Organized in January 2004, members come from Alamance, Forsyth, Guilford, Rockingham, Stokes, and other counties. All welcome!
At right: Monarch butterfly, Danaus plexippus, nectaring on New York iron weed, Vernonia noveboracensis, late summer 2014, by Judy Stierand. (click image for full-screen)
Members receive announcements about Triad Chapter programs. All (members and non-members) are also welcome to join an informal Triad Yahoo! Group for sharing announcements about local and regional native plant events, resources, and photos: triadncwfps.
Wednesday, November 01, 2017
Chris Liloia at the NC Botanical Garden in Chapel Hill, by Johnny Randall.
Piedmont habitat garden at the NC Botanical Garden in Chapel Hill, by Chris Liloia.
We tend to think of the piedmont as a forested landscape, but historically, open glades and prairies were more common. These days, piedmont plants that need a lot of sun persist primarily along roadsides and right-of-ways. When the North Carolina Botanical Garden constructed our relatively new Education Center we had the opportunity to expand the garden’s collections around the new buildings and into the newly closed road that once divided the site. The corridor was converted into a series of beds that represent different aspects of piedmont flora. The open sunny tract presented the opportunity to highlight sun-loving plants of the piedmont.
Chris will talk about the creation of this new garden, from road bed to habitat, and hit on issues such as conservation and the benefits of creating a garden based on your local flora. She’ll also talk about the plants and the fun of experimenting with some familiar and many new perennials and grasses.
Chris Liloia is the Habitat Gardens Curator at the North Carolina Botanical Garden, a conservation garden in Chapel Hill. She is responsible for the care of the habitat gardens and other plant collections at NCBG and helped design and create a new piedmont habitat there. The gardens she tends represent plant communities of the southeastern United States, and display rare and common species in a naturalistic setting. She carries out controlled burns in the habitats to simulate a natural fire regime.
Prior to joining the NCBG staff in 2000, she worked in ecological restoration in NJ and in south Florida. She earned her B.S. in Natural Resource Management, Conservation and Applied Ecology from Rutgers University.
We have an annual member photo sharing meeting in December, where we also share seeds (and sometimes plants). Members often bring plants or other items as door prizes to monthly meetings. We also exchange plants in spring. In prep for our chapter's spring plant exchange, many members also pot up plants for the annual picnic plant sale that is a fundraiser for the scholarships the society provides to students for research and to attend the Cullowhee Native Plant Conference in July. The opportunity to participate in Cullowhee can be a transformative event for students, where they come into contact with an extraordinary mix of educators, growers, designers, and planners celebrating and promoting our fabulous native flora.
Triad Flora Report
Lisa Gould compiles a wonderful monthly Triad Flora report highlighting her native plant observations and those contributed by anyone in the community. It is a tremendously valuable tool for learning about our native (and introduced) flora in the wild, for exploring flowering times (and making a trip to go see something special or new to you!), for providing a record of our plant community through time, and for utilizing the knowledge and observational skills of our members. We will periodically post reports here Link to all the Flora Reports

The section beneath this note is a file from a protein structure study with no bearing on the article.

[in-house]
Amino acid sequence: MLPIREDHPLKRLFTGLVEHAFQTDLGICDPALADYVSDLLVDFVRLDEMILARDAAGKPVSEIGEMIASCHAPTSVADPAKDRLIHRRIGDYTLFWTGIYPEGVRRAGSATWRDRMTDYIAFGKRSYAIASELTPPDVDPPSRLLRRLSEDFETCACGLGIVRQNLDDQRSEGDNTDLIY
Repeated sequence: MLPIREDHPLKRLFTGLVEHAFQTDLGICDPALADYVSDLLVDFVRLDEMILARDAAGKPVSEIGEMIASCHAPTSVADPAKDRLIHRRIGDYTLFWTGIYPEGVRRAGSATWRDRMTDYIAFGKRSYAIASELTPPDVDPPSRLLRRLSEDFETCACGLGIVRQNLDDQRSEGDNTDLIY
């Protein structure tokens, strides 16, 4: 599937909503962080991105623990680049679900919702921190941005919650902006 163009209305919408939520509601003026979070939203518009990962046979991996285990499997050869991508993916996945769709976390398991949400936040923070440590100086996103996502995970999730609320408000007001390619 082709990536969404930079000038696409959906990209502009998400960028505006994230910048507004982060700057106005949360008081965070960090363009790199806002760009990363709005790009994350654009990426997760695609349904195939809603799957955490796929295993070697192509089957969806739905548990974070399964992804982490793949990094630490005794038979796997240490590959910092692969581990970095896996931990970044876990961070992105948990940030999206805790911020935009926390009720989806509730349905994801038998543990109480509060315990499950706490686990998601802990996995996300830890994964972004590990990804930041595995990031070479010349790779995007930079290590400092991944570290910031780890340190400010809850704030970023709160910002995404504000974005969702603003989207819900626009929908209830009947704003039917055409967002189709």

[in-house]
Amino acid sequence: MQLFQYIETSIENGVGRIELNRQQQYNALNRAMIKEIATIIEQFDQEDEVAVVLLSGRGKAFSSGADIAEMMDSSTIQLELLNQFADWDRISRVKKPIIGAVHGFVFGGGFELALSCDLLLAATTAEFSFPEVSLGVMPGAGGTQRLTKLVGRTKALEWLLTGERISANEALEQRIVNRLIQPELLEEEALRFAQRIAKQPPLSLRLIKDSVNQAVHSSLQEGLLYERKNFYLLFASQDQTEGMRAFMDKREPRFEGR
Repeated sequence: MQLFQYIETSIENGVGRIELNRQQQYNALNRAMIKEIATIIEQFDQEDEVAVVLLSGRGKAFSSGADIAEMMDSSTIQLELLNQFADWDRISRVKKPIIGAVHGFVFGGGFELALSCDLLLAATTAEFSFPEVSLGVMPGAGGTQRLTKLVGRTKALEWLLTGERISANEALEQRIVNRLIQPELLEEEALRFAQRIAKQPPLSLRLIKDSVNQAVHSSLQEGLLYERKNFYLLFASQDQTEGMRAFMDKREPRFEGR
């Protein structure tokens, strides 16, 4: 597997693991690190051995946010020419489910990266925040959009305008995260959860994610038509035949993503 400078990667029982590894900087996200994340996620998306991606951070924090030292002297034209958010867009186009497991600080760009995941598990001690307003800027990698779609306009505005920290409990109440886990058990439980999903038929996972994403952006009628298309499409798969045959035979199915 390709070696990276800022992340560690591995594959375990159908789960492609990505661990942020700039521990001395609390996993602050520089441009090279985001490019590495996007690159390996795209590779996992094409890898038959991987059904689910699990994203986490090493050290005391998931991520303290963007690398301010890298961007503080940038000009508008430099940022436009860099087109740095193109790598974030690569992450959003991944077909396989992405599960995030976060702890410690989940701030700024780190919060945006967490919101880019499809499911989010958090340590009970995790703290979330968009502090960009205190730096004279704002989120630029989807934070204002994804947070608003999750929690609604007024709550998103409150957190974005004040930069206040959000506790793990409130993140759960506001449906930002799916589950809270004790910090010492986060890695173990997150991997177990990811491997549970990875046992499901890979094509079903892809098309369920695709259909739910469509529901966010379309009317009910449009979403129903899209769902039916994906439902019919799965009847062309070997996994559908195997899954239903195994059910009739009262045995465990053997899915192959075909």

Photos of Toad Trillium (Trillium cuneatum) and Virginia Heartleaf (Hexastyli virginica) are by Matthew Perry, included with the 31 March Flora Report.
Please include only plants that are in the wild (native or naturalized)—no garden plants. Species with an asterisk (*) are not native to our area but have naturalized here.
Nomenclature is from Flora of the Southern and Mid-Atlantic States, Working Draft of November 2012, by Alan S. Weakley, UNC Herbarium, Chapel Hill NC. Available as a free download (a searchable pdf) from: http://www.herbarium.unc.edu/flora.htm
Invasive species status [marked with an exclamation point and a number] is from the NC Native Plant Society's Invasive Exotic Plants in NC – 2010, which is available at http://www.ncwildflower.org/invasives/list.htm. The Society ranks invasive plants by the threat level: Rank 1 [!1] = Severe Threat, Rank 2 [!2] = Significant Threat, Rank 3 [!3] = Lesser Threat, Watch List A [!4] = naturalizing and may become a problem, Watch List B [!5] = known threat in other states but not yet a problem here. This list is a work-in-progress—if you have comments, go to the web link for information on how to provide feedback.
The reports are currently emailed to Triad members and posted on the plant society's members only pages, but more may be available here, as well, before long, so please stay tuned.... To join the Triad listserv, please visit triadncwfps or contact Nancy.
NC Friends of Plant Conservation
To support conservation of the wonderful flora of North Carolina, you can join or donate to NC Friends of Plant Conservation. The NC Plant Conservation Program's staff manages preserves across the state and contributions c/o the NC Friends of Plant Conservation are greatly appreciated for the program's work acquiring and managing these unique and tremendously special communities. To learn more about the program, visit http://www.ncplantfriends.org.
- Tater Hill Trip (August 02, 2008)
- Green Swamp (May 21, 2005)
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